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[Design Indaba 2016] Bringing sexy back to Design Indaba

Returning to its original 'home', Artscape, Design Indaba 2016 was edgy, street, sexy, intimate, inclusive, fashionable and felt more creative.
[Design Indaba 2016] Bringing sexy back to Design Indaba

Maybe it was because there is a natural space outdoors for everyone to congregate and less of the exclusive and vast divides of the Cape Town International Convention Centre (CTICC) where Design Indaba was hosted for the last decade.

Maybe it was because it did away with the formalities of the extreme security at CTICC, the guarded rooms and eating spaces. Maybe it was just because Artscape has a piazza where festival goers can naturally overflow into, lured by the delectable food trucks, hot music and people watching.

[Design Indaba 2016] Bringing sexy back to Design Indaba

The oh-so stylish crowd, led by the ubiquitous millennials, was a veritable style fest. This is where fashion editors should be feasting. “It’s definitely more ‘street’,” remarked another editor.

It just felt more creative, less structured, organised chaos. Design Indaba guru and founder, Ravi Naidoo, says Artscape have given permission to take over the space around and outside the theatre and he has big plans for future Indabas.

[Design Indaba 2016] Bringing sexy back to Design Indaba

Up on stage, speakers were also given free reign to showcase their total creative side, with great theatre from London duo Nick Finney and Alan Dye from NB Studio, in which the client/agency relationship was dissected and acted out in a play which was rather good; fashion designer and musician Rich Mnisi, whose models strutted their stuff to his first album; and Swedish agency anarchists, Snask, who brought their own rock band and unique presentation ‘style’ (read: total chaos) to the Design Indaba stage. It was fabulous.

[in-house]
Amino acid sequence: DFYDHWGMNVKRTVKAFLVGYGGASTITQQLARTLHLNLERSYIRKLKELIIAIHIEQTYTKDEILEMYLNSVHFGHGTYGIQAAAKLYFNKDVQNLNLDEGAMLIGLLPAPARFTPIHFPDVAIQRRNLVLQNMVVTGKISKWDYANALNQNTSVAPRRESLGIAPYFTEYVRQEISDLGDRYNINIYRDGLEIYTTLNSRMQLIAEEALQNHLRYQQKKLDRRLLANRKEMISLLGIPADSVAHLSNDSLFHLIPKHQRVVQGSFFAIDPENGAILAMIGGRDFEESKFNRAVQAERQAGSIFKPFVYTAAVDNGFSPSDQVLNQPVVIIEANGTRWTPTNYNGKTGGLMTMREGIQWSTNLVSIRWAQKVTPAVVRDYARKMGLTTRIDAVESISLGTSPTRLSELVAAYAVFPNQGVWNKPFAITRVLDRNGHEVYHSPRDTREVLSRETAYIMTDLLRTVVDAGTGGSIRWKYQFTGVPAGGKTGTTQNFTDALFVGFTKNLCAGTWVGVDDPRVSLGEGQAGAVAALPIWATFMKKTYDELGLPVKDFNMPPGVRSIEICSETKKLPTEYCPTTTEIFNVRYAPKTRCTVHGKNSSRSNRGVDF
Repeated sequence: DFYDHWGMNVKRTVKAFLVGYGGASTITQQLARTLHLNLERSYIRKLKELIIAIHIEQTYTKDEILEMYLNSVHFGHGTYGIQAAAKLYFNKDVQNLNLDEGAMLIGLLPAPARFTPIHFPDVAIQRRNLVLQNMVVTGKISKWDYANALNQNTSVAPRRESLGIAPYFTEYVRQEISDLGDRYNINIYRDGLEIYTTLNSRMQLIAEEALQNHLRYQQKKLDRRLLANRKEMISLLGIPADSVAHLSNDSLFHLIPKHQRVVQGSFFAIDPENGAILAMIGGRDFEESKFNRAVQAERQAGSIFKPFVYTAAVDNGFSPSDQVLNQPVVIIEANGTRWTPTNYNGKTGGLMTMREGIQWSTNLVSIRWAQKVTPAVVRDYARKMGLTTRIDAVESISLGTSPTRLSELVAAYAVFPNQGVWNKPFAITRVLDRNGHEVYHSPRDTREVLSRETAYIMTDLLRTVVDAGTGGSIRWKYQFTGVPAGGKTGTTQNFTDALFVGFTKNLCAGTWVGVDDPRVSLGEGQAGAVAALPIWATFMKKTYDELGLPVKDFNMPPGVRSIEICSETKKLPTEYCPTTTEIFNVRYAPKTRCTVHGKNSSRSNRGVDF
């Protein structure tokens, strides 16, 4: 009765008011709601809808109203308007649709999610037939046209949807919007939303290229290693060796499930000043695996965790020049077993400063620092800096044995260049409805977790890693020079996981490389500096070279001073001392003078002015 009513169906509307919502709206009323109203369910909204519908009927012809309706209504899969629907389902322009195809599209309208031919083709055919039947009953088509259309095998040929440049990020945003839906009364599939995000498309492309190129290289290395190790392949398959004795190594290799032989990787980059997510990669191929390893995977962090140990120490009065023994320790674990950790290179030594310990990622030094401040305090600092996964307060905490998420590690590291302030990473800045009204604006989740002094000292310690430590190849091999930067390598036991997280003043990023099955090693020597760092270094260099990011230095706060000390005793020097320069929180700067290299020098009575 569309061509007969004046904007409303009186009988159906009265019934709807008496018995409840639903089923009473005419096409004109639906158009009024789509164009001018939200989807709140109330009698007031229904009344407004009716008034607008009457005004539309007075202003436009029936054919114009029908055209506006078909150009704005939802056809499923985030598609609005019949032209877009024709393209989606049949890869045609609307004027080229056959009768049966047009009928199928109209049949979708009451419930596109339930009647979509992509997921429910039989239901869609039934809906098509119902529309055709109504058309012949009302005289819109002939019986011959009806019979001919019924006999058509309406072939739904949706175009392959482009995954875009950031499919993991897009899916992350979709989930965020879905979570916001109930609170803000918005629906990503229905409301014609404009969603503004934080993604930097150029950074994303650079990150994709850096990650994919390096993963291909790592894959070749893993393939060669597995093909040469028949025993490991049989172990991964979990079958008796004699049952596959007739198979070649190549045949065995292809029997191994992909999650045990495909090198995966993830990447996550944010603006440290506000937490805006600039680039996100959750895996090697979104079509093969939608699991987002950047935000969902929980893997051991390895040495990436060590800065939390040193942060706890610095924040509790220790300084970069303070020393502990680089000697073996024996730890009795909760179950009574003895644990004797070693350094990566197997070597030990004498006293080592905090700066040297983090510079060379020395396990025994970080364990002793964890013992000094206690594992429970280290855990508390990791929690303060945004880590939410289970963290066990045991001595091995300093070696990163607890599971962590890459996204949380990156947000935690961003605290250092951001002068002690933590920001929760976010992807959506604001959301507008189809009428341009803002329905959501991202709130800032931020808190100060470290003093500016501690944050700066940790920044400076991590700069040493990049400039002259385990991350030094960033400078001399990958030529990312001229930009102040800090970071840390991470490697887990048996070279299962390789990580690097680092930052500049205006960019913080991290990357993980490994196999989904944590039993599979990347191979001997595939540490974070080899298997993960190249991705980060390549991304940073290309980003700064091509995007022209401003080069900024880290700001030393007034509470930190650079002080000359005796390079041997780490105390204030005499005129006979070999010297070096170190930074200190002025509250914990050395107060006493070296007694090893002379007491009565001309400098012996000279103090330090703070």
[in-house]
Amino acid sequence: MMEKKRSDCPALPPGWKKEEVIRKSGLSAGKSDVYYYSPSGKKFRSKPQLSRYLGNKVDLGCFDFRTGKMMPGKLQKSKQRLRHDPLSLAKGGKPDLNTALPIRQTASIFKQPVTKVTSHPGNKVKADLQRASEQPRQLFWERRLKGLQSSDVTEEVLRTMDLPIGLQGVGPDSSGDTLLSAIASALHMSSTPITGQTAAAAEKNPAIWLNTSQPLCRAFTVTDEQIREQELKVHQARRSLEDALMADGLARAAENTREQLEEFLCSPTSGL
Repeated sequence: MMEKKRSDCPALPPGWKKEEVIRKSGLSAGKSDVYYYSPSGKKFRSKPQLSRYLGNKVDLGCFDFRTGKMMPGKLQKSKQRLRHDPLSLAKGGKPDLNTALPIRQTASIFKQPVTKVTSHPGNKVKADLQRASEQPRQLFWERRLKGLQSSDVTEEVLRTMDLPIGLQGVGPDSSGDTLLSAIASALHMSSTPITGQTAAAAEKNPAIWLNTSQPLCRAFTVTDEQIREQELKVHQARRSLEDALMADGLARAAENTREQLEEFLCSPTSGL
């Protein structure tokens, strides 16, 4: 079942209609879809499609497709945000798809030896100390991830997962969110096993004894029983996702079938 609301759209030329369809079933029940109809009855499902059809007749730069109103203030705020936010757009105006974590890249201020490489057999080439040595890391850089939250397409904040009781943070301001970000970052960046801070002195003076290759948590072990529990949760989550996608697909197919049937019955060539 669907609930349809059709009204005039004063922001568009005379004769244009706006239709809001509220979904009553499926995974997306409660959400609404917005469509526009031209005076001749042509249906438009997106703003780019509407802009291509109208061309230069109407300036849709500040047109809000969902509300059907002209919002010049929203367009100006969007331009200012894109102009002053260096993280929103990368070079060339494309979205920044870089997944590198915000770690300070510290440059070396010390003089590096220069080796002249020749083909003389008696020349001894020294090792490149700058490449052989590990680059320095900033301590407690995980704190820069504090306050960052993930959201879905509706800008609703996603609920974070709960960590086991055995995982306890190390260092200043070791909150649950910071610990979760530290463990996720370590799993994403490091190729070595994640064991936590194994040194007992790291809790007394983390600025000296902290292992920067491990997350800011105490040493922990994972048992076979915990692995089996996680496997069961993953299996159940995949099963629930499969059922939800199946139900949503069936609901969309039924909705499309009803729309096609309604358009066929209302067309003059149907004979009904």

[Design Indaba 2016] Bringing sexy back to Design Indaba

Each lunchtime there was a DJ or live music outside the theatre and each evening a performance. Inside, a couple of odd ‘installations’ came to life, like the ‘Mobile Monster’ covered in the detritus of mobile phones and their waste. I hope to see more pop-up performance art at future Indabas.

The media lounge was buzzing, crowded at all times with local and foreign media, speakers, and a great place for networking and quickie interviews. And there was space for a separate media simulcast room with plentiful power – a dream come true. Although tables for our laptops would have made it perfection #JustSaying.

Serving up the food trucks, bringing street to a festival like Design Indaba which espouses culture and design empathy and urges mechanisms to change the world through creative collaboration, is exactly where Design Indaba needs to be and I hope to see more street performers, more art and more uncomfortable installations to challenge our preconceived ideas of the world and provoke us to making the necessary change.

I am looking forward to Design Indaba 2017!

(PS: A cupcake food truck would be nice - they have them in New York. Anyone?)

About Louise Marsland

Louise Burgers (previously Marsland) is Founder/Content Director: SOURCE Content Marketing Agency. Louise is a Writer, Publisher, Editor, Content Strategist, Content/Media Trainer. She has written about consumer trends, brands, branding, media, marketing and the advertising communications industry in SA and across Africa, for over 20 years, notably, as previous Africa Editor:; Editor: Bizcommunity Media/Marketing SA; Editor-in-Chief: AdVantage magazine; Editor: Marketing Mix magazine; Editor: Progressive Retailing magazine; Editor: BusinessBrief magazine; Editor: FMCG Files newsletter. Web:

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